The exterior elevation of the Romanesque cathedral reflects the interior elevation, with hemicycle-arched windows on the ground level (admitting light into the side aisles), a shed roof concealing the triforium or gallery level, and hemicycle-arched windows in the clerestory level. Typical also on Romanesque cathedrals are towers covered by high-pitched roofs. The number and placement of the towers vary, but typically two towers were placed flanking the western (entrance) end of the cathedral, as at Saint Étienne at Caen (begun 1068), or one tower was placed over the crossing of the nave and the transept, as in Saint Sernin at Toulouse (c. 1080-1120).

One of the most unique features of Romanesque cathedrals, as mentioned above, was the use of masonry as the principle building material. The ancient Romans used concrete to span their great halls, creating elaborate vaulted ceilings, and the Carolingians and Ottonians used timber to create flat ceilings over their great halls. Romanesque builders, however, chose to use masonry to create lofty vaulted ceilings over their cathedral naves. There is no single explanation for the Romanesque builders’s choice of masonry, which is a difficult and time-consuming method of construction. The Romanesque builders’s rejection of timber for construction seems self-evident based upon the medieval records of cathedral fires. If timber was not an option, then why not use concrete? In earlier times, historians believed that the technology to create concrete was lost during the upheaval of the early Middle Ages, but it is now known that copies of an ancient Roman treatise by the architect Vitruvius, detailing how to make and use concrete, existed during the Romanesque period and were accessible to at least some of the builders of the day.

The Romanesque builders’s rejection of concrete was probably based on the fact that concrete required exorbitant amounts of timber, both for scaffolding and for forms to hold the concrete in place until the concrete dried. The construction of an entire vaulting system for a large cathedral would take more timber than was affordable or attainable. The solution, then, was to use what the Romanesque builders had available and in abundance, which was masonry. The type of stone varied by location: limestone in France; marble in Italy and Province; Caen stone in Normandy, which was also shipped to Norman England; limestone, sandstone, and flint in England; and brick in lieu of masonry in Germany and the Netherlands.

The heavy masonry ceiling vaults created a problem of thrust that required the Romanesque builders to strengthen the thick walls of single-hall churches with external buttresses. The problem of thrust could also be resolved by building churches with two side aisles nearly equal in height to the nave, wherein the three vaults (nave and two side aisles) could balance one another; however that configuration meant the central nave had illumination only from the side aisle windows. In churches with two side aisles and a higher central nave, which permitted the nave to be illuminated by windows in the nave clerestory, the nave vaults were held aloft by an elaborate system of compound piers integrated into the nave arcades. The compound piers were articulated with moldings that were often carried up and onto the vaults, creating a visual continuity between the arcaded walls and the vaulted ceilings, especially effective in structures with ribbed vaults (vaults with masonry edges), as in Saint Étienne at Caen (vaulted c. 1115-1120). Typical vaults were either simple barrel or tunnel (hemicycle) vaults, as in Saint Savin-sur-Gartempe (nave 1095-1115), or groin (cross) vaults, as in Speyer Cathedral (nave vaults c. 1082-1106). Vaults became a distinguishing feature of the Romanesque style, giving the cathedral naves a vertical emphasis pointing toward Heaven and foreshadowing the Gothic style.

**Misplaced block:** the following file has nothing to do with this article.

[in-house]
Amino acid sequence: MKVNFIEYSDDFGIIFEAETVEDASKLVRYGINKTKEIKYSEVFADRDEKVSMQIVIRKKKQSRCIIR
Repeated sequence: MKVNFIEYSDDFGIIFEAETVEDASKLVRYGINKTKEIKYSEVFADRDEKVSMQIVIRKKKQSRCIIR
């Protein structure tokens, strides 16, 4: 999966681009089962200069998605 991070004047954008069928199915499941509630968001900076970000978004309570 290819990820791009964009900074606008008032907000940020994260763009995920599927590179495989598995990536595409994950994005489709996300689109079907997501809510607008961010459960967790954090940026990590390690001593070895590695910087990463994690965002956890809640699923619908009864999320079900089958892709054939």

Arising across Continental Europe and across England almost simultaneously, Romanesque architecture was the first truly international style of architecture, with representative masterpieces such as Saint Sernin at Toulouse, Autun Cathedral in Burgundy, Saint Étienne in Caen, Saint Ambrogio in Milan, Speyer Cathedral in Germany, Santiago de Compostela in Spain, and Durham Cathedral in England. Romanesque builders ushered in the great age of cathedral building that led to the Gothic era.

Further Reading

  • Armi, C. Edson. Design and Construction in Romanesque Architecture: The First Romanesque Architecture and the Pointed Arch in Burgundy and Northern Italy. New York: Cambridge University Press, 2004. Focuses on the regions of Europe where the first Romanesque buildings were constructed at the beginning of the eleventh century.
  • Conant, Kenneth J. Carolingian and Romanesque Architecture, 800-1200. 4th ed. New Haven, Conn.: Yale University Press, 1992. A scholarly overview of both architectural styles. Well illustrated.
  • Hammett, Ralph Warner, and George H. Edgell. The Romanesque Architecture of Western Europe: Italy, France, Spain, Germany and England. New York: Archival Book, 1927. Offers clear descriptions and excellent black-and-white photographs that still provide a fine overview of the Romanesque style through the eyes, and camera lens, of a trained architect.
  • Jackson, Thomas Graham. Byzantine and Romanesque Architecture. New York: Hacker Art Books, 1975. A compendium of Byzantine and Romanesque architecture organized by geographical areas and illustrated with black-and-white photographs, drawings, elevations, plans, and details.
  • Kubach, Hans E. Romanesque Architecture. New York: Electa/Rizzoli, 1988. A nicely illustrated discussion of the major monuments of the Romanesque style.
  • Tadgell, Christopher. Early Medieval Europe: The Ideal of Rome and Feudalism. 1988. Reprint. London: Ellipsis, 2001. Extensively illustrated study of church architecture after the fall of Rome in both Western Europe and Russia. Compares Romanesque and late-Byzantine styles and explores their mutual influence.
  • Toman, Rolf, ed. Romanesque: Architecture, Sculpture, Painting. Cologne: Konemann, 1997. Well-balanced discussion connecting Romanesque architecture with the visual arts.